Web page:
Jump to ContentJump to Main Navigation
The Kings and Their HawksFalconry in Medieval England$
Users without a subscription are not able to see the full content.

Robin S. Oggins

Print publication date: 2004

Print ISBN-13: 9780300100587

Published to Yale Scholarship Online: October 2013

DOI: 10.12987/yale/9780300100587.001.0001

Show Summary Details
Page of

PRINTED FROM YALE SCHOLARSHIP ONLINE (www.yale.universitypressscholarship.com). (c) Copyright Yale University Press, 2017. All Rights Reserved. Under the terms of the licence agreement, an individual user may print out a PDF of a single chapter of a monograph in YSO for personal use (for details see http://www.yale.universitypressscholarship.com/page/privacy-policy).date: 17 November 2017

Falconry in Medieval Life

Falconry in Medieval Life

Chapter:
(p.109) 7 Falconry in Medieval Life
Source:
The Kings and Their Hawks
Author(s):

Robin S. Oggins

Publisher:
Yale University Press
DOI:10.12987/yale/9780300100587.003.0007

This chapter discusses the broader social aspects of falconry in medieval life in Western Europe. People flew hawks and falcons for a number of reasons, including delight in the sport and catching prey. For those who did not engage in falconry for a living, the practice of the sport was a mark of social prestige. It is essential to stress the upper-class character of the sport. From its earliest appearance in the West, the sport of falconry has implied the possession of wealth and status by those who pursued it. Upper-class owners delegated training of their hawks to others, and not all men who flew falcons knew how to tame and train them. The compensation for stealing a hawk, in sixth-century Burgundian law, was more than that for stealing a slave.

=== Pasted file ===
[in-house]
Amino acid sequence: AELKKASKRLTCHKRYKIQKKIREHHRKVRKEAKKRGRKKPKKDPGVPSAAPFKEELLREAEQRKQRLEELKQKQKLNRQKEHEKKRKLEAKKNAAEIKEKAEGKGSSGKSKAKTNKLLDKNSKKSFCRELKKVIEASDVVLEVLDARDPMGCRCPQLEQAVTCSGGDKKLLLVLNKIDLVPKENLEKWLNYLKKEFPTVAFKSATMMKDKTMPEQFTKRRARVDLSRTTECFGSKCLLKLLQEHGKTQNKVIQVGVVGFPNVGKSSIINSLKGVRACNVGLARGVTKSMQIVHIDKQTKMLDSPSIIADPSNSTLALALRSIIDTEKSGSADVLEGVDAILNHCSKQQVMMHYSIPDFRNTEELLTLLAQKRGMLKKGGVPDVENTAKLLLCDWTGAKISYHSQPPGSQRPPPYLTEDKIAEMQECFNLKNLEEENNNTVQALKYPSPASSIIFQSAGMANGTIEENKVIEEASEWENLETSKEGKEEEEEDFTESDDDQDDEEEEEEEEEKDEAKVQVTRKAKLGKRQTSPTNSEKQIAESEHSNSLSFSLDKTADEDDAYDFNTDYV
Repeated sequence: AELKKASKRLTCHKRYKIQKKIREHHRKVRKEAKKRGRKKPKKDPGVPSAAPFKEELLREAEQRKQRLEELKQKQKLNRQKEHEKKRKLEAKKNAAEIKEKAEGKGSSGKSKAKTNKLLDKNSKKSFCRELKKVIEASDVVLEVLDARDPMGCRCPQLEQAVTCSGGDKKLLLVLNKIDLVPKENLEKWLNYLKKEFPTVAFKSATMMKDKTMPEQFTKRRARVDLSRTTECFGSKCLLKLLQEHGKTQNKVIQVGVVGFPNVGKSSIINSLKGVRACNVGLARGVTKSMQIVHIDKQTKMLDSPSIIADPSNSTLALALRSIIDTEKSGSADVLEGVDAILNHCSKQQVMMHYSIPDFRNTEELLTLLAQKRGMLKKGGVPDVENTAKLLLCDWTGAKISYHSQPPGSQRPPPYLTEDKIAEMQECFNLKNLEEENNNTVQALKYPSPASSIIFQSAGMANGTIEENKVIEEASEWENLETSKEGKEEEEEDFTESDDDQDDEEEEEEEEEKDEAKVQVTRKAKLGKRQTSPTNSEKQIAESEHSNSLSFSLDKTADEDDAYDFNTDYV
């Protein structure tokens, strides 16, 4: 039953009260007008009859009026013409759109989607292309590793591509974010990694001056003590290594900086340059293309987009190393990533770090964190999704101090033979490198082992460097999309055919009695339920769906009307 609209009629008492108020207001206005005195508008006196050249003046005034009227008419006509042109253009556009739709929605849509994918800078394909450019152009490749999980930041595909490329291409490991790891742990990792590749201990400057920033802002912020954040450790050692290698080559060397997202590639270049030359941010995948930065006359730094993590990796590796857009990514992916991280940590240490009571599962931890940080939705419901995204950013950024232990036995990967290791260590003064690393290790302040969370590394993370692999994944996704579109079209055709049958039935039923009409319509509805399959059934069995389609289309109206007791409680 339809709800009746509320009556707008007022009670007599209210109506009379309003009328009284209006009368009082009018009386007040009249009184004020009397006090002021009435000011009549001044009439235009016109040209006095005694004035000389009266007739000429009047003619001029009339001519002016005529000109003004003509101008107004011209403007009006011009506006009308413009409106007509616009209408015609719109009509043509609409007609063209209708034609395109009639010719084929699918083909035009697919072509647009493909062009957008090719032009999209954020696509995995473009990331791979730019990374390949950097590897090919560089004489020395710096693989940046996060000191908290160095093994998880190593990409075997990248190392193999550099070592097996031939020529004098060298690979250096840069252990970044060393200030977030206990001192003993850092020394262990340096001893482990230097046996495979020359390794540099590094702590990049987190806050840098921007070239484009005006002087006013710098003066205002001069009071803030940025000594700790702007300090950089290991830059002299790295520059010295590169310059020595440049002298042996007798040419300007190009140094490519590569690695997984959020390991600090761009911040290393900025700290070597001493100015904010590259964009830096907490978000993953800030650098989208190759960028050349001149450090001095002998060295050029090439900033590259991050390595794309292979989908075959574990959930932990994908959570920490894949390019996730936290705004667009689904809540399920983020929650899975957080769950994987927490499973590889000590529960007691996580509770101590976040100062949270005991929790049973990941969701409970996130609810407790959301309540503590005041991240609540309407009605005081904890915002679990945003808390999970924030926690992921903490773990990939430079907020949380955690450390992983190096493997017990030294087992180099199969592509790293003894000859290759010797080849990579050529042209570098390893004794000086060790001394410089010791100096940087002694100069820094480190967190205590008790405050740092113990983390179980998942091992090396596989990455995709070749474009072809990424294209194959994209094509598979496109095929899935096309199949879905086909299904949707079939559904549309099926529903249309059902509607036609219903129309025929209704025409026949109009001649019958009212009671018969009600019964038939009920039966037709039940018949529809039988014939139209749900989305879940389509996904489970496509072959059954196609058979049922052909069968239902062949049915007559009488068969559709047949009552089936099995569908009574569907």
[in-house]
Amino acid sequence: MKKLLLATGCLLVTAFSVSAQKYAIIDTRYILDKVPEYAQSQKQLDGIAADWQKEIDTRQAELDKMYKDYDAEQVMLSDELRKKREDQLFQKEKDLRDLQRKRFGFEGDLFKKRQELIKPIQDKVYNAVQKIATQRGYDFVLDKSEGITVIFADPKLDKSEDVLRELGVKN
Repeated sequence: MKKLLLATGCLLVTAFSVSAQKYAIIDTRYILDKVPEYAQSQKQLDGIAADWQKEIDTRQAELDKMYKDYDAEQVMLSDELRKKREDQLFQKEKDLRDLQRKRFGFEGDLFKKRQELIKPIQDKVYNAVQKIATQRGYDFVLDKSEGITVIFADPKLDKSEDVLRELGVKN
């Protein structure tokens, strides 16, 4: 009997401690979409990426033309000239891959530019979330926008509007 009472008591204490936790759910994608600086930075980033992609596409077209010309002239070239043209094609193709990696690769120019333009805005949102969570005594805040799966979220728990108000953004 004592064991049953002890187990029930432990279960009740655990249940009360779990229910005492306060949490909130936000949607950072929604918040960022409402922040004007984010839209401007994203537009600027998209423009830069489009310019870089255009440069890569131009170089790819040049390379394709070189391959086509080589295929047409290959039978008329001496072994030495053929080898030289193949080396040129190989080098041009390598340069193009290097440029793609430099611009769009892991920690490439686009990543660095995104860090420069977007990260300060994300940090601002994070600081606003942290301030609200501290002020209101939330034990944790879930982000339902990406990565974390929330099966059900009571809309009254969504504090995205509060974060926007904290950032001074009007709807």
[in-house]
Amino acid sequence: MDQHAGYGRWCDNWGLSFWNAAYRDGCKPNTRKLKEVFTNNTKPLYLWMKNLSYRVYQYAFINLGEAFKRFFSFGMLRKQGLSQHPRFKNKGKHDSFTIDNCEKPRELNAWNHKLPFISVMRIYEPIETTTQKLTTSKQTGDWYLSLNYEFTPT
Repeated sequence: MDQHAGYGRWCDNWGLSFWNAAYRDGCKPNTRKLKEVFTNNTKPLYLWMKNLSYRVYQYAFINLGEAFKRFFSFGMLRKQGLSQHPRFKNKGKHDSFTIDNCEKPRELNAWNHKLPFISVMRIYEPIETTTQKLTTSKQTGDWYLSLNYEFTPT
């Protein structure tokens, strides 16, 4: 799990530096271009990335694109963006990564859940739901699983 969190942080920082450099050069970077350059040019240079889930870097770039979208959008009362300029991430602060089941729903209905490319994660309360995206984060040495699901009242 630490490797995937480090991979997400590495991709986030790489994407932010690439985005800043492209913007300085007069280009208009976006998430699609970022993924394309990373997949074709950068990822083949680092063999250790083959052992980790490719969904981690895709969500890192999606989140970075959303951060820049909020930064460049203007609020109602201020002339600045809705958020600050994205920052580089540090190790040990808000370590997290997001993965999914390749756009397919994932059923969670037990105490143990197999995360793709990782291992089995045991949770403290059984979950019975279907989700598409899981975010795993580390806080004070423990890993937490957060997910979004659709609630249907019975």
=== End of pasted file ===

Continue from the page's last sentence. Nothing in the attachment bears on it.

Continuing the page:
Keywords:   falconry, social prestige, falcons, hawks

Yale Scholarship Online requires a subscription or purchase to access the full text of books within the service. Public users can however freely search the site and view the abstracts and keywords for each book and chapter.

Please, subscribe or login to access full text content.

If you think you should have access to this title, please contact your librarian.

To troubleshoot, please check our FAQs , and if you can't find the answer there, please contact us.